Continue reading "Gavin Poole: Courage, not concessions, will build a social recovery" »

24 Feb 2011 06:24:31

Gove's free schools revolution must embrace profit-making businesses to succeed

Tim Montgomerie

Under James Crabtree the FT's Comment pages have become among the very best from Fleet Street. Today's pages are no exception and Julian Astle of the Centre Forum think tank has contributed an article challenging the Coalition to embrace profit-making schools.

Astle argues (£) that Michael Gove's free schools programme has not taken off and the lack of incentive for businesses to get involved is a primary reason:

"Last summer 700 groups registered an interest, but education secretary Michael Gove has since seen plans run into the sand. Although 250 applications were submitted, only 30 have been approved, and just eight will be ready to open in September... The avowedly social democratic Swedes allowed [profit-making] when they opened up their school system 20 years ago. Today almost three-quarters of their free schools are run on a for-profit basis. These companies succeed because they are entrepreneurial, and treat parents and pupils like valued customers. When faced with long waiting lists, they use their profits to set up new schools. And, crucially, because they meet their own start-up costs, the supply of places has expanded at almost no extra cost to the taxpayer."

ConservativeHome has long argued that the free schools revolution needs a profit-making dimension but chances were slim even before the election and Astle notes that the Liberal Democrat rank-and-file "hate" (his word) the idea of profit-making schools.

The New Schools Network would argue that there is reason for hope, however, and it carries a map on its website of the parent and teacher-led groups who have expressed an interest in setting up a new school:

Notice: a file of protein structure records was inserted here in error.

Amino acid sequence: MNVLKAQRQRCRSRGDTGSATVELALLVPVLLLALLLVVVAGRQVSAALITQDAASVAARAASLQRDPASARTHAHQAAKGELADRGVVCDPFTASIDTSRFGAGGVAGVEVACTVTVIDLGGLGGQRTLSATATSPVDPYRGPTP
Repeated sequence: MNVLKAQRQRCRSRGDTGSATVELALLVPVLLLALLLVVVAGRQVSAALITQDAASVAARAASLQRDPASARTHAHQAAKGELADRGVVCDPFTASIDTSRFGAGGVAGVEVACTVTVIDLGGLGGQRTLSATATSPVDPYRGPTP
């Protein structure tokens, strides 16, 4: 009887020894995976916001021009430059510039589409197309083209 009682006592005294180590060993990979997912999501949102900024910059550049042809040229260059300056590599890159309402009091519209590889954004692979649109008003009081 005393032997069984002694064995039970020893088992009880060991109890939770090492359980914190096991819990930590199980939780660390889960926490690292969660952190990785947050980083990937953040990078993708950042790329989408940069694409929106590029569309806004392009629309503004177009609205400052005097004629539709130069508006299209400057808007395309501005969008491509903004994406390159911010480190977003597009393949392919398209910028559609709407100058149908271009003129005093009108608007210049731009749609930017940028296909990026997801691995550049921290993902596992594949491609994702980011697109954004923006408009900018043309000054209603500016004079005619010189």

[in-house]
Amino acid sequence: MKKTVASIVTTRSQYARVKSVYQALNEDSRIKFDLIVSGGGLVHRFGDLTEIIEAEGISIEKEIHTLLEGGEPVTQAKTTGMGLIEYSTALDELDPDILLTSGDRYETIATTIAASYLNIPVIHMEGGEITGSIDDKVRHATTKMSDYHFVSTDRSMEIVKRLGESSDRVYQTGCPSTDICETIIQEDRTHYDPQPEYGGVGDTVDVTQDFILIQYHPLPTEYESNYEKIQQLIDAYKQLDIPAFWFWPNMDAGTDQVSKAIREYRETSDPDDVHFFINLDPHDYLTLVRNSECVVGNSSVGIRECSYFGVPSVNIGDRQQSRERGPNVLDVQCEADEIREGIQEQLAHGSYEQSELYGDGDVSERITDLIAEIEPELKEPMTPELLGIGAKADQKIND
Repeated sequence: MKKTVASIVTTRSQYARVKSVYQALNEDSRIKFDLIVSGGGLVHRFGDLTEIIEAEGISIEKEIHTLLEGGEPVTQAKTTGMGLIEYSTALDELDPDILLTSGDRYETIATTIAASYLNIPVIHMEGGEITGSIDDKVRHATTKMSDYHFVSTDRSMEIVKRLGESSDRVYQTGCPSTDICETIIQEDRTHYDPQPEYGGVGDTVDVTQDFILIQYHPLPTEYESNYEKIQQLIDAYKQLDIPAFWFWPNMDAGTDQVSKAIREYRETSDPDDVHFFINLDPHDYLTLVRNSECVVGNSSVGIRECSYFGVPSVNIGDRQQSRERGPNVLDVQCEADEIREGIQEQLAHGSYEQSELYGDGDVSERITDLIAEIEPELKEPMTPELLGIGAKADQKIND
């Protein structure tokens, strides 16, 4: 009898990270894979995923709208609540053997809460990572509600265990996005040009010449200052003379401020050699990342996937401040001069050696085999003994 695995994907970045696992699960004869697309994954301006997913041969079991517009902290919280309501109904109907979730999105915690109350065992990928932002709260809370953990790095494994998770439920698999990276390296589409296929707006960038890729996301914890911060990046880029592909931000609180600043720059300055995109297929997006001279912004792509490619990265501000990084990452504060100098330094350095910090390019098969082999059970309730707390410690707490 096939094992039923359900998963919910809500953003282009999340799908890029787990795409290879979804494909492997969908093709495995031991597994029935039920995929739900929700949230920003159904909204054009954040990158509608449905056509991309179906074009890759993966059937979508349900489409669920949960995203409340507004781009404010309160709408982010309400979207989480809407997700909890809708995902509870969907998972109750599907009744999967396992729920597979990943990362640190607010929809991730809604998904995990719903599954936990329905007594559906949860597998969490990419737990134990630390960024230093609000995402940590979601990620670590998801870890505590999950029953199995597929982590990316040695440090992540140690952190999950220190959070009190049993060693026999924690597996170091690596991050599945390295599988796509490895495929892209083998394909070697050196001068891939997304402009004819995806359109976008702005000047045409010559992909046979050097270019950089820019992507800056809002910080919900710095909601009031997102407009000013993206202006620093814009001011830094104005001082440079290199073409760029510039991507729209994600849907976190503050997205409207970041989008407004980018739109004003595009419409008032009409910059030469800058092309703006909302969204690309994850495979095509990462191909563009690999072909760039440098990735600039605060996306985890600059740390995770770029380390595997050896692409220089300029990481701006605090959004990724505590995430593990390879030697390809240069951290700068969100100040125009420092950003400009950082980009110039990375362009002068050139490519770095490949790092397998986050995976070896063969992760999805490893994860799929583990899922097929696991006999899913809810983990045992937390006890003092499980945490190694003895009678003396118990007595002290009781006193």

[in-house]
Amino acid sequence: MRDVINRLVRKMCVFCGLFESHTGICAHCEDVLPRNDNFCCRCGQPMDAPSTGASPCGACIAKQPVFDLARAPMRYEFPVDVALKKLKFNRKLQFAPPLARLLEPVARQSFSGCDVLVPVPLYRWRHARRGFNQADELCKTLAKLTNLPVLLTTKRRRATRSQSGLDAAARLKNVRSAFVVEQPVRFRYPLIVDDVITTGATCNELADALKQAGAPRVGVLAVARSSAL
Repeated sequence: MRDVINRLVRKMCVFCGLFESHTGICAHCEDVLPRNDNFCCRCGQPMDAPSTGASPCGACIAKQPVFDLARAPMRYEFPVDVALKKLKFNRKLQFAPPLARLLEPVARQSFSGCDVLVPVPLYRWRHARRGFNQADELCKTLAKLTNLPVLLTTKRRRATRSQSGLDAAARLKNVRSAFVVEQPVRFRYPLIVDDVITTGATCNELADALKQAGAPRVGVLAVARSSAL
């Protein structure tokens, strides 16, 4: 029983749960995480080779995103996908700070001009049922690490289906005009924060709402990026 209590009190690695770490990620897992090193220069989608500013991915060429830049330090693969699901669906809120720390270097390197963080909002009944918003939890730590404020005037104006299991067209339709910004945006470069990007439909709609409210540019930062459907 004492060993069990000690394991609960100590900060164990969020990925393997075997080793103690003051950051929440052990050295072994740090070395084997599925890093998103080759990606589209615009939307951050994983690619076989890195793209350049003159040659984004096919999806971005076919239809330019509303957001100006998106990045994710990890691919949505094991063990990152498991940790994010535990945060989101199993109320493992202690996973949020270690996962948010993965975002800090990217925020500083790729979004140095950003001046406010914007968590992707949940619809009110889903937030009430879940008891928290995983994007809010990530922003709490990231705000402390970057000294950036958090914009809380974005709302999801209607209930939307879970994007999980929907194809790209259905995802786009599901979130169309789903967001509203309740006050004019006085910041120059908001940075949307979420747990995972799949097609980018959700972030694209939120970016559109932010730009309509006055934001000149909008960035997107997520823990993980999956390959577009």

Screen shot 2011-02-24 at 06.20.48

22 Nov 2010 16:13:47

Policy Exchange sets out plan to stop Britain's faith schools from being infiltrated by extremists

Tim Montgomerie

Screen shot 2010-11-22 at 16.02.02 A new report from Policy Exchange recommends reforms to faith schools to prevent infiltration from extremists.

It concludes that Britain’s education system, including OfSted and the Department for Education, is currently not equipped to meet such challenges. The report says:

  • "Current due diligence checks are piecemeal, partial and lack in-depth expertise;
  • The Coalition Government’s policy of opening up the education system to new academies and free schools programmes could be exploited unless urgent measures are taken to counter extremist influence;
  • Britain lags behind other liberal European democracies in addressing these problems in schools."

It recommends:

  • "Current, inadequate counter-extremism mechanisms and due diligence checks, especially on new schools providers and bodies, should be replaced by a centralised and dedicated Due Diligence Unit (DDU).
  • The DDU should be based within the Department for Education and be accountable directly to the Secretary of State. This would recruit staff with relevant skills from across the public sector and become a centre of expertise. The DDU should train Ofsted inspectors and other stakeholders in how to monitor schools.
  • Those seeking to set up new schools – including parents, charities, governors, companies and senior management – should be assessed both in the start up phase and thereafter.
  • New primary and secondary legislation should be passed to make it harder for extremists to engage in political indoctrination of children.  Existing legislation should be better enforced.
  • A commitment to core British values of democracy, tolerance and patriotism should be part of the ethos of every school and incorporated into new contracts for academies and free school providers.
  • Narrative British history should be a compulsory part the school curriculum.
  • The smaller independent inspectorates with an explicitly confessional mission should be rolled into Ofsted to ensure both quality and uniformity of provision.

Screen shot 2010-11-22 at 16.13.06 The Government should consider applying this regime to unregulated weekend schools. Today's Daily Mail splashes with news that Saudi-funded schools in Britain are radicalising young children:

"Children in Britain are being taught brutal Sharia law punishments, including how to hack off a criminal’s hand or foot. So-called ‘weekend schools’ for Muslim pupils as young as six also teach that the penalty for gay sex is execution and that ‘Zionists’ are plotting to take over the world for the Jews. One set textbook challenges youngsters to list the ‘reprehensible’ qualities of Jews."